For years, I have warned of the EU’s desire to become a fully militarised entity in its own right. The response to this assertion from the Remain establishment has always been the same: outright denial. Indeed, every time I have advanced this idea, I have been accused of being a liar and scaremongerer. Most memorably, in April 2014, then-deputy prime minister Nick Clegg even claimed during a televised debate we had that my prediction was a “dangerous fantasy”.
Yet now that Ursula Von der Leyen has been approved as the next President of the European Commission, it will be difficult for anyone to pretend I was wrong. Make no mistake: despite Von der Leyen being a complete unknown outside of her native Germany, her domestic political record confirms I am no liar. As German defence minister for the last five and-a-half years, she has argued more loudly than many for an EU army while refusing to support payment of the minimum contribution fee to NATO. Von der Leyen – known in Brussels as the Chris Grayling of German politics – is a fanatical federalist.
Putting aside the sense that her main qualifications for getting the EU’s top job appear to be her nationality and her sex (the EU is boasting fatuously she will be the first woman to head the Commission when she takes up the post in November) it is clear her nomination was the result of a Franco-German stitch-up in Brussels two weeks ago. Christine Lagarde, of France, was put forward at the same time to run the European Central Bank. None of this happened by accident.
The only potential hurdle to this cosy fix was the requirement that Von der Leyen gain the endorsement of the European Parliament. Though it is often said that Britain has a strange attitude to the EU compared with other member states, that seem so content with the project, it seems others are beginning to see the light. In a contest in which only one candidate was fielded (Von der Leyen), just 50.9 per cent of all MEPs approved her nomination. She scraped over the line by only nine votes. This shows a very strong level of discontent with the EU and its undemocratic processes.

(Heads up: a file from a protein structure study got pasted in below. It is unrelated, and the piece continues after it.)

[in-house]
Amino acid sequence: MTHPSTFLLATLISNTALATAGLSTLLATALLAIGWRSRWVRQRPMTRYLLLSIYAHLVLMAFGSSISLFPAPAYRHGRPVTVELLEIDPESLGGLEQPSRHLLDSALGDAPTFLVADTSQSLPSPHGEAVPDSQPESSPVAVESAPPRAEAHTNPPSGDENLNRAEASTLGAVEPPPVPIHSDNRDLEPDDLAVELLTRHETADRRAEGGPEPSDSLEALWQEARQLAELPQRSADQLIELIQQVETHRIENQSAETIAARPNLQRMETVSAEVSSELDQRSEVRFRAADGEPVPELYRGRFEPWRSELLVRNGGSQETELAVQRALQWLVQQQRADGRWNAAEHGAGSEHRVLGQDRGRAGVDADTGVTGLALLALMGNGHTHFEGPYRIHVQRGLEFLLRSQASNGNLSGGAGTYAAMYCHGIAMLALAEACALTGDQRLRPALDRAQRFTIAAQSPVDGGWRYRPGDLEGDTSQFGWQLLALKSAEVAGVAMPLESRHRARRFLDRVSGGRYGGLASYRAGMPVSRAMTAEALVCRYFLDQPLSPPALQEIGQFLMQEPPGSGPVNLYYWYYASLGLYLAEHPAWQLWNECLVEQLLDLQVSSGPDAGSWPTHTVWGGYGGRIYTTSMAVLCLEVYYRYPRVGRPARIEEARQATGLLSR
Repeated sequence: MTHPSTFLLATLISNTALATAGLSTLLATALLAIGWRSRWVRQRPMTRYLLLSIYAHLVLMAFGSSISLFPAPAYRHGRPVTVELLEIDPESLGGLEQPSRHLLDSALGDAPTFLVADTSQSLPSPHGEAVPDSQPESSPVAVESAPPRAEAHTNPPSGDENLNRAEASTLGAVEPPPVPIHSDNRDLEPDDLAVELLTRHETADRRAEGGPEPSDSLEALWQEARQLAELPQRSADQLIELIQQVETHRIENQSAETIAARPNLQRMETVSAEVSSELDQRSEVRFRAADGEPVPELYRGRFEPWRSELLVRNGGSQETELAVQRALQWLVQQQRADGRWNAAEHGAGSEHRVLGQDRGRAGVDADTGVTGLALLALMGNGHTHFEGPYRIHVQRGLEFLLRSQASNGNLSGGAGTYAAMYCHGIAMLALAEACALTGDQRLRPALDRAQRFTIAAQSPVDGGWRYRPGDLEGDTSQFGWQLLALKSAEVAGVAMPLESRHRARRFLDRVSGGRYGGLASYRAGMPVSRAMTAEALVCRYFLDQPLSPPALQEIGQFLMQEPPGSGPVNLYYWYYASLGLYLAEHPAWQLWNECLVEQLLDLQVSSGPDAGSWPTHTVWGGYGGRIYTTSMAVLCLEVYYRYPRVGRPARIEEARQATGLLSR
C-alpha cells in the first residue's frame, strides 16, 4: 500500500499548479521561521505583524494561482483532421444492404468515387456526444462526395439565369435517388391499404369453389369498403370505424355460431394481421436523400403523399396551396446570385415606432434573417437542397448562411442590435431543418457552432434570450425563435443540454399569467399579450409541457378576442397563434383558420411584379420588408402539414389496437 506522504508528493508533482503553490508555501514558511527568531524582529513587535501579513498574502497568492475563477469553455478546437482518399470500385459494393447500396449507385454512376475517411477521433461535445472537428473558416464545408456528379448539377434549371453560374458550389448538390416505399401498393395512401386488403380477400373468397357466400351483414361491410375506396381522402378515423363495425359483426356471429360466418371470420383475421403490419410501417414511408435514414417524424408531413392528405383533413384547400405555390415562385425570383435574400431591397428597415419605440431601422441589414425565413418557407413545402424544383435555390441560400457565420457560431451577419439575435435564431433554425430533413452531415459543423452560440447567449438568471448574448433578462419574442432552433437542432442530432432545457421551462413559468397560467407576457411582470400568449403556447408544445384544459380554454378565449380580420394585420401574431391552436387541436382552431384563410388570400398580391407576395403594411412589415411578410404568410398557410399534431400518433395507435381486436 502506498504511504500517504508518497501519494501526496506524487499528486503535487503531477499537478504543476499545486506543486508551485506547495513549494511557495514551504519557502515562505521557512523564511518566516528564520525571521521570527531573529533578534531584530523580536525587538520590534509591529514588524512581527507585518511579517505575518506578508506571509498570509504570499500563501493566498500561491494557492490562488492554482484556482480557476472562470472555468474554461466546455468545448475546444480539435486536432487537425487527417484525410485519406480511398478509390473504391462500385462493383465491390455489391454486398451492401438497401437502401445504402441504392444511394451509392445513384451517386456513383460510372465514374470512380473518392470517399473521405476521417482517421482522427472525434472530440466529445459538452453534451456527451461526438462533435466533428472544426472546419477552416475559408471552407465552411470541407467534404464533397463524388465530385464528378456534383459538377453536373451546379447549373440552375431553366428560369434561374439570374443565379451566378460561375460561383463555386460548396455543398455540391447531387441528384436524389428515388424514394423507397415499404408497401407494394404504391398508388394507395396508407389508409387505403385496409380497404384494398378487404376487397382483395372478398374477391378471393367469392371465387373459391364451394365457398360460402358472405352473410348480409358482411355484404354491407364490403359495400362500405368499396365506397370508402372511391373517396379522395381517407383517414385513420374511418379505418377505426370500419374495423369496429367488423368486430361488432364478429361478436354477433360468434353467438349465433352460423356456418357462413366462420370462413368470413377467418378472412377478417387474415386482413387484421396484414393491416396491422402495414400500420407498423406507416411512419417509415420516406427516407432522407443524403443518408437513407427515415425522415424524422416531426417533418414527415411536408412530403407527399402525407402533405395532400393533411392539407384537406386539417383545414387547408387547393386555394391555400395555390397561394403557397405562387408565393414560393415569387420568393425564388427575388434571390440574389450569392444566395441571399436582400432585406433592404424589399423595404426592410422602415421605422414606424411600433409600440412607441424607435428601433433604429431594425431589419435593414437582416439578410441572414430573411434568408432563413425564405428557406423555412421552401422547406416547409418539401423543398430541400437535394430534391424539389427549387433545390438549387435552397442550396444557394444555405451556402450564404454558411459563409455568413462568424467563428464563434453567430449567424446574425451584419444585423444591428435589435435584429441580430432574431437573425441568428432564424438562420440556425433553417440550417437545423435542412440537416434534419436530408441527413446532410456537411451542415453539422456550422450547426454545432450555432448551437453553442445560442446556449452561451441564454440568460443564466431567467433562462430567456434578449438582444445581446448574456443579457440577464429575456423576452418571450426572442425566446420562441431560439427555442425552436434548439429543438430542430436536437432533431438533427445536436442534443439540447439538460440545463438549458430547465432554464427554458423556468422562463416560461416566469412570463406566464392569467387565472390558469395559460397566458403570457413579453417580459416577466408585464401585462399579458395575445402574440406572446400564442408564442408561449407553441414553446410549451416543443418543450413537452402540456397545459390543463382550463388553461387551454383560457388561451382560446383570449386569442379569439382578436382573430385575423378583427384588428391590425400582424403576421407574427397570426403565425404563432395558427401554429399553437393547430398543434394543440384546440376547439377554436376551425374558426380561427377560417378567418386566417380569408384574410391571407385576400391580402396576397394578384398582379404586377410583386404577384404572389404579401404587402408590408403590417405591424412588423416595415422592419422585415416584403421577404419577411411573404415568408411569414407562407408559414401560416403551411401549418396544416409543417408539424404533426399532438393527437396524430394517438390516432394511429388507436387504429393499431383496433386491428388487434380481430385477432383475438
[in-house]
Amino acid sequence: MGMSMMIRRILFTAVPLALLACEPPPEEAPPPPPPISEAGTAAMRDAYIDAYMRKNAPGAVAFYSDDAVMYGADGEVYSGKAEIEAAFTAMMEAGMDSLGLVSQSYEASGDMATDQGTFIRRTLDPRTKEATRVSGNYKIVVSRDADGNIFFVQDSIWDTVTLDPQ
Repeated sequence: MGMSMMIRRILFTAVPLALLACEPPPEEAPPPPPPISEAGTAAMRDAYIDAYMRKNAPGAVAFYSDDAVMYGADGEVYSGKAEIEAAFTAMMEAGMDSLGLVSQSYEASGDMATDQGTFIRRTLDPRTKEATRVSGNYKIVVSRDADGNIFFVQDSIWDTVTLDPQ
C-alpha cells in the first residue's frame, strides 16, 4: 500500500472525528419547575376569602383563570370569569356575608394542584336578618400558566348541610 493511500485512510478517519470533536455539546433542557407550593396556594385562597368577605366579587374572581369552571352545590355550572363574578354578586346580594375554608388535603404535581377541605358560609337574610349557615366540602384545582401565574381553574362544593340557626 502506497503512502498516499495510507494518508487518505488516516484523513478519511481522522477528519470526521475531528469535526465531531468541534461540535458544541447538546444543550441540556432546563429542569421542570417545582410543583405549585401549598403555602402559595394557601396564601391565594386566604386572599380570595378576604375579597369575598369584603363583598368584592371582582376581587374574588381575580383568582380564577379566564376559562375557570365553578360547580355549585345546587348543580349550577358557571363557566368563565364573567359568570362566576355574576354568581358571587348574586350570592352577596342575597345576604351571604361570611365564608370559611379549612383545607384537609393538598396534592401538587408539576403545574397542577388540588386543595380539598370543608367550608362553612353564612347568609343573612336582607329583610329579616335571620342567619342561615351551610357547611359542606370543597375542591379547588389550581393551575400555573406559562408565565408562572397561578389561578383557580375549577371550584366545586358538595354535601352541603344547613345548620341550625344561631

Nonetheless, Von der Leyen has an incredibly ambitious programme for her five-year term. In 20 years of sitting in the Strasbourg chamber, I have never heard a speech like the one she gave this week, in which she set out an overt bid for the EU to take control of all kinds of arrangements inside individual nation states, from an EU minimum wage to the harmonisation of corporation tax. In terms of foreign policy, member states’ vetos must be removed so that a new European army can be deployed with a minimum of fuss. All aspects of the Union will be backed up by the rule of law, presided over by EU prosecutors.
I responded to this dictatorial wish list by saying it sounded like an updated form of Communism. Inevitably, there were howls of protest in the chamber. But the real point is that the EU bully boys (and girls) are not pretending anymore. A deeper, more centralised political union is to be built, with no dissent allowed.
Despite voting against Von der Leyen, however, and even though I am alarmed at the direction in which she wants to take the EU, I am pleased that she won. If it becomes necessary to launch any future Brexit campaign, she will be its pin-up girl. In fact, by the end of her speech, I felt that Brexit was a little closer to being realised. Her vow to “stand ready” to delay Brexit tells us all we need to know.
If Boris Johnson becomes Tory leader next week, he must send some very strong messages – and quickly. The three Conservative MEPs present this week all voted for Von der Leyen. That’s right: they all voted for this EU fanatic who wants to extend our membership of this wretched bloc beyond October 31. I was truly shocked by this, but I wonder what Johnson will do about it?
Of course, he faces even bigger challenges in the form of some of his senior colleagues in Westminster. Take the acting deputy prime minister, David Liddington. On Sunday, he attended a Bastille Day parade in Paris dedicated to the creation of a European defence force! Mass sackings of Remainers like Liddington are badly needed if Johnson is to be remotely credible as a Leave-supporting Prime Minister.
On the bright side, at least Johnson has a strong ally in Ursula Von der Leyen, whose every utterance will be opposed by the vast majority of the British public. Johnson has difficulties in his party. He also has problems in parliament, thanks to the Conservatives’ wafer thin majority. But after events in the EU in recent days, I believe he will find his job of convincing the British people that it is for the best that we get out of this project as soon as possible considerably easier.